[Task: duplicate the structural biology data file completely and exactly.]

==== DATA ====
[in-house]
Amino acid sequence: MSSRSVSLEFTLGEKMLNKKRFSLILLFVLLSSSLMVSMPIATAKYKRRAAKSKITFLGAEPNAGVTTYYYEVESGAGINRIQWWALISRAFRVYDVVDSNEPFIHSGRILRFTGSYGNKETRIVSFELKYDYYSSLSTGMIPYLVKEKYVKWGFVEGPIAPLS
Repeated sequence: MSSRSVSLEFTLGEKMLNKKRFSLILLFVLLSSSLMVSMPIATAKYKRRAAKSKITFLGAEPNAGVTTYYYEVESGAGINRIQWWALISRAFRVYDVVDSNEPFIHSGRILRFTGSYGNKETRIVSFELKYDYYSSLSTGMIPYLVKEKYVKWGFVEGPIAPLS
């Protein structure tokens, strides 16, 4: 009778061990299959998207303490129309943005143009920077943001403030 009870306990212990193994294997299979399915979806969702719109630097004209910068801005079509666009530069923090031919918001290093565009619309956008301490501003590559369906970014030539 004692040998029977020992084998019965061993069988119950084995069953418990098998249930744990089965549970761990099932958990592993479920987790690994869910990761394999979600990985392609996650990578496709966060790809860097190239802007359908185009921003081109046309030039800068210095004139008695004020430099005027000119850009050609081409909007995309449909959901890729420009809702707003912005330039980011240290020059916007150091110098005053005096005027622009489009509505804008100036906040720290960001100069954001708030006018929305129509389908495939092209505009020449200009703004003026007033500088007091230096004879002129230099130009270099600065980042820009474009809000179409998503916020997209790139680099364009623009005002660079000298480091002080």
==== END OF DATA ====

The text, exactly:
[in-house]
Amino acid sequence: MSSRSVSLEFTLGEKMLNKKRFSLILLFVLLSSSLMVSMPIATAKYKRRAAKSKITFLGAEPNAGVTTYYYEVESGAGINRIQWWALISRAFRVYDVVDSNEPFIHSGRILRFTGSYGNKETRIVSFELKYDYYSSLSTGMIPYLVKEKYVKWGFVEGPIAPLS
Repeated sequence: MSSRSVSLEFTLGEKMLNKKRFSLILLFVLLSSSLMVSMPIATAKYKRRAAKSKITFLGAEPNAGVTTYYYEVESGAGINRIQWWALISRAFRVYDVVDSNEPFIHSGRILRFTGSYGNKETRIVSFELKYDYYSSLSTGMIPYLVKEKYVKWGFVEGPIAPLS
């Protein structure tokens, strides 16, 4: 009778061990299959998207303490129309943005143009920077943001403030 009870306990212990193994294997299979399915979806969702719109630097004209910068801005079509666009530069923090031919918001290093565009619309956008301490501003590559369906970014030539 004692040998029977020992084998019965061993069988119950084995069953418990098998249930744990089965549970761990099932958990592993479920987790690994869910990761394999979600990985392609996650990578496709966060790809860097190239802007359908185009921003081109046309030039800068210095004139008695004020430099005027000119850009050609081409909007995309449909959901890729420009809702707003912005330039980011240290020059916007150091110098005053005096005027622009489009509505804008100036906040720290960001100069954001708030006018929305129509389908495939092209505009020449200009703004003026007033500088007091230096004879002129230099130009270099600065980042820009474009809000179409998503916020997209790139680099364009623009005002660079000298480091002080």